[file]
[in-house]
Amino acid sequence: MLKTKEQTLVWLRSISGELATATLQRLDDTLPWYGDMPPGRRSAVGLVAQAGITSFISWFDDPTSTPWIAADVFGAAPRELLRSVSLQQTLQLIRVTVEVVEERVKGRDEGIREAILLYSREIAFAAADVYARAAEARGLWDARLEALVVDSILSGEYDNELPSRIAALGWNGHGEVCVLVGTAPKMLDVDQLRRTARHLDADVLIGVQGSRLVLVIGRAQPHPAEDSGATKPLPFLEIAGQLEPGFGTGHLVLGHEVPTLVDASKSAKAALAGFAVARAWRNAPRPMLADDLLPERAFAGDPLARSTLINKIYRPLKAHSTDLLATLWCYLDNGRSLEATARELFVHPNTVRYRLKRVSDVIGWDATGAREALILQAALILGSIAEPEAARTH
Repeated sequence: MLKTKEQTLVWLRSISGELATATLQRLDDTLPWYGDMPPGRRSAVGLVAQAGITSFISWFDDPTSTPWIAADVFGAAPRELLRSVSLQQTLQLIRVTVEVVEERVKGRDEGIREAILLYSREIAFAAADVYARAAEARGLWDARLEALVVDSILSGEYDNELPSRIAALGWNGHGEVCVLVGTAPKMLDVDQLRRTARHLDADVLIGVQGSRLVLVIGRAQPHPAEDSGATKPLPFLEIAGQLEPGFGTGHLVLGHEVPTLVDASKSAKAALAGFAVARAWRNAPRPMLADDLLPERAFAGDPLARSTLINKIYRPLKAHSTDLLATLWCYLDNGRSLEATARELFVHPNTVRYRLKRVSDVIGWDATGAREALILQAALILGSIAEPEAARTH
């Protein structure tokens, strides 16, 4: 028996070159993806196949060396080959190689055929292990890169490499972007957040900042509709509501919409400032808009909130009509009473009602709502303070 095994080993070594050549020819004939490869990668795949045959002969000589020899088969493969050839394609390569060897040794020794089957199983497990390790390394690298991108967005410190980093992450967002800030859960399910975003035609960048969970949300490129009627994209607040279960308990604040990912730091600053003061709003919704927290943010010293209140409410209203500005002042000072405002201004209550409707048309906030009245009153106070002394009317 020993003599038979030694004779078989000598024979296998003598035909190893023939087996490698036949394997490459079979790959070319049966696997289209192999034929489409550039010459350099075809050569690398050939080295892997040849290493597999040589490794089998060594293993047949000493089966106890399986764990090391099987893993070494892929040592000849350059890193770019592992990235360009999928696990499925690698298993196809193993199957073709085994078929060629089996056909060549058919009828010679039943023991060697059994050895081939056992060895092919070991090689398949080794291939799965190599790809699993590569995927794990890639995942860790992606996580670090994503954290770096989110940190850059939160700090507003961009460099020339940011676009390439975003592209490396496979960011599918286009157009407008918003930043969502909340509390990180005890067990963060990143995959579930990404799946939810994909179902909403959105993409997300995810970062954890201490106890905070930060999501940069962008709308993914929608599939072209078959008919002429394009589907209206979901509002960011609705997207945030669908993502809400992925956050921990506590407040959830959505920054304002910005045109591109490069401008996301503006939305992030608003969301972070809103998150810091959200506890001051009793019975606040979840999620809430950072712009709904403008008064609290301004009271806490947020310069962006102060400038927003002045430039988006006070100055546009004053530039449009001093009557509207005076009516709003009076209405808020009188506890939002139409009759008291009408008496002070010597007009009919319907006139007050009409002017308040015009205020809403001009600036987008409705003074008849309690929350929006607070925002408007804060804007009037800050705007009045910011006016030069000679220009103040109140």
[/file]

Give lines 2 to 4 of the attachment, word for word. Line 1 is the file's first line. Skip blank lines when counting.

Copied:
Amino acid sequence: MLKTKEQTLVWLRSISGELATATLQRLDDTLPWYGDMPPGRRSAVGLVAQAGITSFISWFDDPTSTPWIAADVFGAAPRELLRSVSLQQTLQLIRVTVEVVEERVKGRDEGIREAILLYSREIAFAAADVYARAAEARGLWDARLEALVVDSILSGEYDNELPSRIAALGWNGHGEVCVLVGTAPKMLDVDQLRRTARHLDADVLIGVQGSRLVLVIGRAQPHPAEDSGATKPLPFLEIAGQLEPGFGTGHLVLGHEVPTLVDASKSAKAALAGFAVARAWRNAPRPMLADDLLPERAFAGDPLARSTLINKIYRPLKAHSTDLLATLWCYLDNGRSLEATARELFVHPNTVRYRLKRVSDVIGWDATGAREALILQAALILGSIAEPEAARTH
Repeated sequence: MLKTKEQTLVWLRSISGELATATLQRLDDTLPWYGDMPPGRRSAVGLVAQAGITSFISWFDDPTSTPWIAADVFGAAPRELLRSVSLQQTLQLIRVTVEVVEERVKGRDEGIREAILLYSREIAFAAADVYARAAEARGLWDARLEALVVDSILSGEYDNELPSRIAALGWNGHGEVCVLVGTAPKMLDVDQLRRTARHLDADVLIGVQGSRLVLVIGRAQPHPAEDSGATKPLPFLEIAGQLEPGFGTGHLVLGHEVPTLVDASKSAKAALAGFAVARAWRNAPRPMLADDLLPERAFAGDPLARSTLINKIYRPLKAHSTDLLATLWCYLDNGRSLEATARELFVHPNTVRYRLKRVSDVIGWDATGAREALILQAALILGSIAEPEAARTH
């Protein structure tokens, strides 16, 4: 028996070159993806196949060396080959190689055929292990890169490499972007957040900042509709509501919409400032808009909130009509009473009602709502303070 095994080993070594050549020819004939490869990668795949045959002969000589020899088969493969050839394609390569060897040794020794089957199983497990390790390394690298991108967005410190980093992450967002800030859960399910975003035609960048969970949300490129009627994209607040279960308990604040990912730091600053003061709003919704927290943010010293209140409410209203500005002042000072405002201004209550409707048309906030009245009153106070002394009317 020993003599038979030694004779078989000598024979296998003598035909190893023939087996490698036949394997490459079979790959070319049966696997289209192999034929489409550039010459350099075809050569690398050939080295892997040849290493597999040589490794089998060594293993047949000493089966106890399986764990090391099987893993070494892929040592000849350059890193770019592992990235360009999928696990499925690698298993196809193993199957073709085994078929060629089996056909060549058919009828010679039943023991060697059994050895081939056992060895092919070991090689398949080794291939799965190599790809699993590569995927794990890639995942860790992606996580670090994503954290770096989110940190850059939160700090507003961009460099020339940011676009390439975003592209490396496979960011599918286009157009407008918003930043969502909340509390990180005890067990963060990143995959579930990404799946939810994909179902909403959105993409997300995810970062954890201490106890905070930060999501940069962008709308993914929608599939072209078959008919002429394009589907209206979901509002960011609705997207945030669908993502809400992925956050921990506590407040959830959505920054304002910005045109591109490069401008996301503006939305992030608003969301972070809103998150810091959200506890001051009793019975606040979840999620809430950072712009709904403008008064609290301004009271806490947020310069962006102060400038927003002045430039988006006070100055546009004053530039449009001093009557509207005076009516709003009076209405808020009188506890939002139409009759008291009408008496002070010597007009009919319907006139007050009409002017308040015009205020809403001009600036987008409705003074008849309690929350929006607070925002408007804060804007009037800050705007009045910011006016030069000679220009103040109140």